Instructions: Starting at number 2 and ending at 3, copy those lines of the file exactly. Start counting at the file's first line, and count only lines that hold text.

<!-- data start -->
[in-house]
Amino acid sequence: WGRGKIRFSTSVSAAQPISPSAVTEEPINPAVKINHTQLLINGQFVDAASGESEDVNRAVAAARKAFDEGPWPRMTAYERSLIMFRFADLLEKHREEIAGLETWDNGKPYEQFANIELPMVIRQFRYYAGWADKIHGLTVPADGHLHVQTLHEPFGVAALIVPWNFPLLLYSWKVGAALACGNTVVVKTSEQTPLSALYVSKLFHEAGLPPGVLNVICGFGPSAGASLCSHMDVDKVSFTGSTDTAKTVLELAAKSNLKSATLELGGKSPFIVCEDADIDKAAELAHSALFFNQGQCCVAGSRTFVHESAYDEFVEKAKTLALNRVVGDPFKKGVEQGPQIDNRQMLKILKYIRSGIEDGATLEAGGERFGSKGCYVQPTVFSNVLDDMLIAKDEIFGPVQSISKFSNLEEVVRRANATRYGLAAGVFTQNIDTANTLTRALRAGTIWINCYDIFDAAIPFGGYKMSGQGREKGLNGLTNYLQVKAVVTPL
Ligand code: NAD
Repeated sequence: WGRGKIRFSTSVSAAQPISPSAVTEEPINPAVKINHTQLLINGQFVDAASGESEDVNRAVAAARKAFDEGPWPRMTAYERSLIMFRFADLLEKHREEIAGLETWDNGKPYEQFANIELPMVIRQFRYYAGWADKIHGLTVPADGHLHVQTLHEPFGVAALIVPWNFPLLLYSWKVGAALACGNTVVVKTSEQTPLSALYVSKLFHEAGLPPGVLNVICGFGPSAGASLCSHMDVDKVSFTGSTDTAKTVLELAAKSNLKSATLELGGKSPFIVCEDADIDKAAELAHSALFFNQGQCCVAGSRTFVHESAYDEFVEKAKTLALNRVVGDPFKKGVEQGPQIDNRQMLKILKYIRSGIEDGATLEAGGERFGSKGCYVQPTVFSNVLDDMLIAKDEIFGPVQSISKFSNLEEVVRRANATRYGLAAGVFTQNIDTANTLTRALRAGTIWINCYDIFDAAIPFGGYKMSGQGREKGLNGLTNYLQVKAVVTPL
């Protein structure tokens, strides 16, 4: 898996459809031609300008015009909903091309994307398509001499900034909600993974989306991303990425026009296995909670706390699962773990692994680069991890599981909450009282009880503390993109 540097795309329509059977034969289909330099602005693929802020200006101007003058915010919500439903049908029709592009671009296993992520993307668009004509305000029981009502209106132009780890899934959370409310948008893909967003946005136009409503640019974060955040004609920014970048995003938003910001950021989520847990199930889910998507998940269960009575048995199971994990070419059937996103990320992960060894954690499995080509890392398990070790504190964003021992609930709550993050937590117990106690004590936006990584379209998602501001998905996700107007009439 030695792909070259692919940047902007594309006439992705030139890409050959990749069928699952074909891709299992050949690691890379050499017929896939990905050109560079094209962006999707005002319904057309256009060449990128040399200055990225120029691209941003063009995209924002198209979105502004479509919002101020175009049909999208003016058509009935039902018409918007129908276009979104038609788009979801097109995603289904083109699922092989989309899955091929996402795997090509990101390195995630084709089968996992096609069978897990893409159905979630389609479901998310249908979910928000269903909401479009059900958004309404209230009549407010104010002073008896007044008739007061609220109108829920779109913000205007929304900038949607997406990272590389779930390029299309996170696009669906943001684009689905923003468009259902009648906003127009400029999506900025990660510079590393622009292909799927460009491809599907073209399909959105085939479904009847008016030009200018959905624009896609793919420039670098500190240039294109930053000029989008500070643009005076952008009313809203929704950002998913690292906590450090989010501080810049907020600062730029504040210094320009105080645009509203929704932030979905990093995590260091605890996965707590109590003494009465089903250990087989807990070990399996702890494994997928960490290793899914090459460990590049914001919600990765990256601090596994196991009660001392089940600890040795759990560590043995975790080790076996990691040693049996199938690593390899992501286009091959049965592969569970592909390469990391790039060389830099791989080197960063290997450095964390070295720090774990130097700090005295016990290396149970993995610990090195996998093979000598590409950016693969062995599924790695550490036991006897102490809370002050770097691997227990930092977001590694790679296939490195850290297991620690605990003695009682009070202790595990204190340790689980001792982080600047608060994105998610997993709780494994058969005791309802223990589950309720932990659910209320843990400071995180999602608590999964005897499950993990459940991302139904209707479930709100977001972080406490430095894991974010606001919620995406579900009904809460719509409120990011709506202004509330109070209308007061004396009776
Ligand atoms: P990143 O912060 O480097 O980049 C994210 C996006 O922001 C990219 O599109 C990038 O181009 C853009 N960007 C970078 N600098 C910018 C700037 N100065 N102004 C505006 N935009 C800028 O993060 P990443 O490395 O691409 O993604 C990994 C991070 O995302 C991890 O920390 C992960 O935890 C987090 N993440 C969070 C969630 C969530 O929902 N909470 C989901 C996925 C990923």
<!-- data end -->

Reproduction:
Amino acid sequence: WGRGKIRFSTSVSAAQPISPSAVTEEPINPAVKINHTQLLINGQFVDAASGESEDVNRAVAAARKAFDEGPWPRMTAYERSLIMFRFADLLEKHREEIAGLETWDNGKPYEQFANIELPMVIRQFRYYAGWADKIHGLTVPADGHLHVQTLHEPFGVAALIVPWNFPLLLYSWKVGAALACGNTVVVKTSEQTPLSALYVSKLFHEAGLPPGVLNVICGFGPSAGASLCSHMDVDKVSFTGSTDTAKTVLELAAKSNLKSATLELGGKSPFIVCEDADIDKAAELAHSALFFNQGQCCVAGSRTFVHESAYDEFVEKAKTLALNRVVGDPFKKGVEQGPQIDNRQMLKILKYIRSGIEDGATLEAGGERFGSKGCYVQPTVFSNVLDDMLIAKDEIFGPVQSISKFSNLEEVVRRANATRYGLAAGVFTQNIDTANTLTRALRAGTIWINCYDIFDAAIPFGGYKMSGQGREKGLNGLTNYLQVKAVVTPL
Ligand code: NAD